It’s the most wonderful time of the year…

That’s right, it’s banning book time!

Back on the 15th of July, Channelview ISD went ahead and banned The Adventures of Super Diaper Baby because it encourages children to say “poo poo head.”  The mother in question (who won’t be named here, but do feel free to read the article here) basically commented that the book was “gross” and “disgusting” because “Who wants to talk about feces?”

Well, from the fact that her son (in first grade) read it and then called another child “poo poo head,” I’m guessing that her son is one of those who wants to talk about feces.  In fact, I think just about first grade boy would join that line, and, in fact, I think that a number of first grade girls would, too.  The fact that the book is sold by Scholastic tells me that it has a market.  (In fact, it’s a series.)

I think, actually, that the question is “Who *doesn’t* want to talk about feces?”

But let’s take it further…

Who doesn’t want to talk about rape?

Well, apparently that would be a professor of management at Missouri State (also not named here, but check out this article here…)

A book has been banned in Missouri because it, horrifyingly, tried to make it clear that a teenage girl being raped is a bad thing.  To be fair, he doesn’t think that’s what the book is about.  In fact, the article notes that he classified the book as “soft-core pornography.”  The author of the book (Speak) argued that for the complainant’s characterizing a sexual assault as titillating is “at best a gross misread of the book and at worst a disturbing revelation” of his mental state.

So what can we do about it?

Read the banned books.

Give the banned books to friends and family.

Stand up and attend any local meetings when people try to ban books.  (In the Missouri case, the meeting was attended only by the board members, the complainant, two school administrators, and a reporter.  No number of attendees was provided for the Channelview case, but I have to think that if there was an opposing viewpoint, perhaps there might have been a better outcome.)

It’s time we let the schools (and others) know that books are not for banning.  They’re for reading.




There’s an app for that…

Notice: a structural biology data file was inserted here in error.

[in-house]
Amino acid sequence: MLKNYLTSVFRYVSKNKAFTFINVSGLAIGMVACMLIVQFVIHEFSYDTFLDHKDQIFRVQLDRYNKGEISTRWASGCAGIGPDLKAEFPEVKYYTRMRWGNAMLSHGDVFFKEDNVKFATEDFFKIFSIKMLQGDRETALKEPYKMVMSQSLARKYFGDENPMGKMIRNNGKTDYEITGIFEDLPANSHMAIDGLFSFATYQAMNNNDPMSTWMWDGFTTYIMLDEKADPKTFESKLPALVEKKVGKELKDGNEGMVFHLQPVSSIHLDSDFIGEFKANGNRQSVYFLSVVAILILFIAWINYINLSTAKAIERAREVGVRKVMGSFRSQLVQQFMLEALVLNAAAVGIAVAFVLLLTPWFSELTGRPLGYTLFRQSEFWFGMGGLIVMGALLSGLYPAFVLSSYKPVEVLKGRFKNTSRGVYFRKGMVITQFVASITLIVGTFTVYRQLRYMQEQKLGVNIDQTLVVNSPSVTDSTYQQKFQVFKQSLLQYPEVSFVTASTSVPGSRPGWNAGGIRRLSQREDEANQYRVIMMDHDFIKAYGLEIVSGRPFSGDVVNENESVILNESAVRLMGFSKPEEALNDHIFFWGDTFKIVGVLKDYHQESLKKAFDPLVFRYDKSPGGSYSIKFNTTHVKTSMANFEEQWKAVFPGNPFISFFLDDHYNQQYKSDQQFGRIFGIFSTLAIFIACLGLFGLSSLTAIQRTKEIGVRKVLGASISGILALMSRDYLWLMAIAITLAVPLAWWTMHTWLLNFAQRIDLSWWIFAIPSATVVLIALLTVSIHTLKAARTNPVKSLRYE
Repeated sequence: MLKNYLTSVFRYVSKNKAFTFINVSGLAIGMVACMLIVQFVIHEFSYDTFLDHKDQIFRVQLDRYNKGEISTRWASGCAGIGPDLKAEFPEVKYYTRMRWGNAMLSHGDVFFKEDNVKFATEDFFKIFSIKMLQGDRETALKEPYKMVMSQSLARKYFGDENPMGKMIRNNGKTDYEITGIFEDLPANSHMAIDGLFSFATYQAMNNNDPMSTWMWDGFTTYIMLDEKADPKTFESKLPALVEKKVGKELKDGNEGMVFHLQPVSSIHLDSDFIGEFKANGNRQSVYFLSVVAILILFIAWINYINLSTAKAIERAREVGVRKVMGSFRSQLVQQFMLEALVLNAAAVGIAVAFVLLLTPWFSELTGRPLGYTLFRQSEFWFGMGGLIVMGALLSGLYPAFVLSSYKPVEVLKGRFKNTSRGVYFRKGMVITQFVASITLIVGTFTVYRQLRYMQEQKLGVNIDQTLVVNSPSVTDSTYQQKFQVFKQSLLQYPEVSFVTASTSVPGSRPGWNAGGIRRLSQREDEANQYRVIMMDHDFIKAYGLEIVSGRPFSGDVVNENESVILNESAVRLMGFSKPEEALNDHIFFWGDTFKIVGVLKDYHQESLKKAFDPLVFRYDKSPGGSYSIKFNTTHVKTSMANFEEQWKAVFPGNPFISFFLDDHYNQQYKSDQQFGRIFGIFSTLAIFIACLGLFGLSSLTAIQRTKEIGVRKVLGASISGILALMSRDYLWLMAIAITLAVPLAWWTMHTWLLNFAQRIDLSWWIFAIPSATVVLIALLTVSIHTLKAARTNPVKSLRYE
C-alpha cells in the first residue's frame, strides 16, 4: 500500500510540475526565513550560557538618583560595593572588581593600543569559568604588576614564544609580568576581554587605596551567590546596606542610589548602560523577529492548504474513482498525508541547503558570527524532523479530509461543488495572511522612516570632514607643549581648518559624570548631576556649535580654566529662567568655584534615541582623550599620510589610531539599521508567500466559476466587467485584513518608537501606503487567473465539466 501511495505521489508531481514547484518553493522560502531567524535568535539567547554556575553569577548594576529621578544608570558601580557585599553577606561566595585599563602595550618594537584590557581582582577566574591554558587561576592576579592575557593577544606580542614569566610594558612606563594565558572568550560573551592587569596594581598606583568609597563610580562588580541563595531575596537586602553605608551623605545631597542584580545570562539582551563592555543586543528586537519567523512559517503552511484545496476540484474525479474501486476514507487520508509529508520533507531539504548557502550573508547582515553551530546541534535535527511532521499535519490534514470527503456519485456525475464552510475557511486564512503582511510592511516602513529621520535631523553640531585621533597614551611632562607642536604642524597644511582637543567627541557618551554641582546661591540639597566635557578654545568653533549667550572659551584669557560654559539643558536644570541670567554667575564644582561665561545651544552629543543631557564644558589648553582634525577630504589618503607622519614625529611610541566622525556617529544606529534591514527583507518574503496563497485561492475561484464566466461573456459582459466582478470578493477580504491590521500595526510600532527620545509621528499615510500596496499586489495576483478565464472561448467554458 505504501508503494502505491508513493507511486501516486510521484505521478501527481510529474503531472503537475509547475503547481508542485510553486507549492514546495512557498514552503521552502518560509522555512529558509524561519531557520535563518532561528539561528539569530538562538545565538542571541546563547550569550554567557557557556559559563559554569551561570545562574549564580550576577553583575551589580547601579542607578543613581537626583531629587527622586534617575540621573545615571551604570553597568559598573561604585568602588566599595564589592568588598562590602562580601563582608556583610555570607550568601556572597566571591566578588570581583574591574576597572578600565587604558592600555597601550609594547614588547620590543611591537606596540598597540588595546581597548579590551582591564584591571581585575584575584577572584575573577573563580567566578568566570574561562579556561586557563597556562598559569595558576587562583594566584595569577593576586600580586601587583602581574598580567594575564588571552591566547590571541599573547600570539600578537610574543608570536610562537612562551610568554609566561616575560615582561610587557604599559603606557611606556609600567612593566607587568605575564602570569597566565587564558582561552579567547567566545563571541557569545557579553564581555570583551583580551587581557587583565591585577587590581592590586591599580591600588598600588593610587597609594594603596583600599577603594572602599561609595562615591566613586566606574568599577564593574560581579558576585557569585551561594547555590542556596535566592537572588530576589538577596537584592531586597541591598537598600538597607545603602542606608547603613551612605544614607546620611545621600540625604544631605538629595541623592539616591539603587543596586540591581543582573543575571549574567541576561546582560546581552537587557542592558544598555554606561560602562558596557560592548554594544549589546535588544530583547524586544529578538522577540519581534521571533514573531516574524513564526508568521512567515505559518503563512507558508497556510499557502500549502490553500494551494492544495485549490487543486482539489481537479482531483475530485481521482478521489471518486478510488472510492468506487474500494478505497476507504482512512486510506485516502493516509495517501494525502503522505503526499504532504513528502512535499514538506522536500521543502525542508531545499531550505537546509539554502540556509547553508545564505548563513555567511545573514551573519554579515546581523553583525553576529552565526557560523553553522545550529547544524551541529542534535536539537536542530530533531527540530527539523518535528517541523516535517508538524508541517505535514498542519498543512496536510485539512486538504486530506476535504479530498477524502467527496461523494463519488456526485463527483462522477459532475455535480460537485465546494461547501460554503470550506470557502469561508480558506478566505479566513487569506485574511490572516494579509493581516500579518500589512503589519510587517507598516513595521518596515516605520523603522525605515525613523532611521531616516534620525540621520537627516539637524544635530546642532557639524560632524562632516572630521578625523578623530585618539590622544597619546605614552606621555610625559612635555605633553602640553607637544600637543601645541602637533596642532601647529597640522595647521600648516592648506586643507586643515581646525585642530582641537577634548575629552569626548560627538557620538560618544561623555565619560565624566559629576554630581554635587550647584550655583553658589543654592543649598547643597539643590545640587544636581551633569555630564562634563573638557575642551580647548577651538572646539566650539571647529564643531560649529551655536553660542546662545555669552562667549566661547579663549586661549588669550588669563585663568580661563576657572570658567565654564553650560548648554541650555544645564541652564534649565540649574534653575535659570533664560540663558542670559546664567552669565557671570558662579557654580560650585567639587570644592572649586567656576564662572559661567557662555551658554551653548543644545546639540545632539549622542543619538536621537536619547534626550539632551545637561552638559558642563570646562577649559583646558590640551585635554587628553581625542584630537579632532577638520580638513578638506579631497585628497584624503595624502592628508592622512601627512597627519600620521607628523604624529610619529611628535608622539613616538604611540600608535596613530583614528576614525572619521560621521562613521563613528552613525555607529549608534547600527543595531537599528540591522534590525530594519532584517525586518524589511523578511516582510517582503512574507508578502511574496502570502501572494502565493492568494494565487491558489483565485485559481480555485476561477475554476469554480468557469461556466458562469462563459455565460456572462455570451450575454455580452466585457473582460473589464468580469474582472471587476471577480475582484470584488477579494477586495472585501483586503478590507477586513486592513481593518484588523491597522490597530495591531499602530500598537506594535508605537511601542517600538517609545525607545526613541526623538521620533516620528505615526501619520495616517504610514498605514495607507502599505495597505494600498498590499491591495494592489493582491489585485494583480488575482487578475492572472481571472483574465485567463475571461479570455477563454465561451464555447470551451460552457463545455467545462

So as a recent participant in Slutwalk Houston, I was very interested to see this article on The Chronicle of Higher Ed.

Apparently, the White House Office of Science and Technology Policy, with the Department of Health and Human Services, decided that they would release an app to help stop sexual assault and rape.  They are asking for people to design it and submit it to the contest.

The purpose of the app in plain speak?  It is meant to let women set up friends and emergency contacts for check-ins (silent alarms) for when they go into high risk situations.  And then, just in case that fails, the women will be able to get access to information about dealing with the assault or rape.

The article includes a quote from Kimber J. Nicoletti-Martinez, the director of multicultural efforts to end sexual assault at Purdue University.  She said that  “an app that calls on female students to take preventative measures has its shortcomings. It relies on women recognizing when they are at risk and does not change the attitude that the burden to avoid assault is on women.”

So, once again, we’ve decided that women are at fault when they are raped or assaulted.  Damn them for not knowing when they are at risk!  Why aren’t they carrying their spare tire?

Seriously, I’m glad to see that the government is finally taking rape on a college campus as a serious crime and not just as a prank, but there has to be a better way to handle it.  Put the responsibility where it belongs, firmly on the heads of the rapists.


Time Enough

Someone I know was foolish enough to post a quote – “If you don’t have time to do it right, when will you have time to do it over?”  And my father responded with a comment about places where he used to work with the motto “We don’t have time to do it right.  But we have time to do it over.”

So which one is right?

Well, when it comes to students, it seems to me that sometimes there is only time to do it over.  Like when a deadline looms, and students foolishly believe that it’s better to beg forgiveness for a poorly done job than ask permission for an extension.

Or maybe instead they just decide to submit the “wrong file” and get surprised when it wasn’t the “right” one.

Now, don’t get me wrong.  I’ve been on both sides of that one.  I’ve been the student who made an honest mistake (which is why I have a naming convention I now follow, not adding my name onto my submission until it’s the final version just to make sure it’s the right one).  And I’ve been the instructor, trying to figure out if I had a student just as clumsy as me or just lying to avoid getting that zero.  I can’t always assume the student is honest or dishonest, so I have to try to figure it out.  Am I always right?  Who knows.  Until we have a built-in lie detector in the web classrooms, I probably will never be sure.

But to get back to the point – the point is that sometimes there really is more time to do it over than do it right the first time.  At least if you’re in school.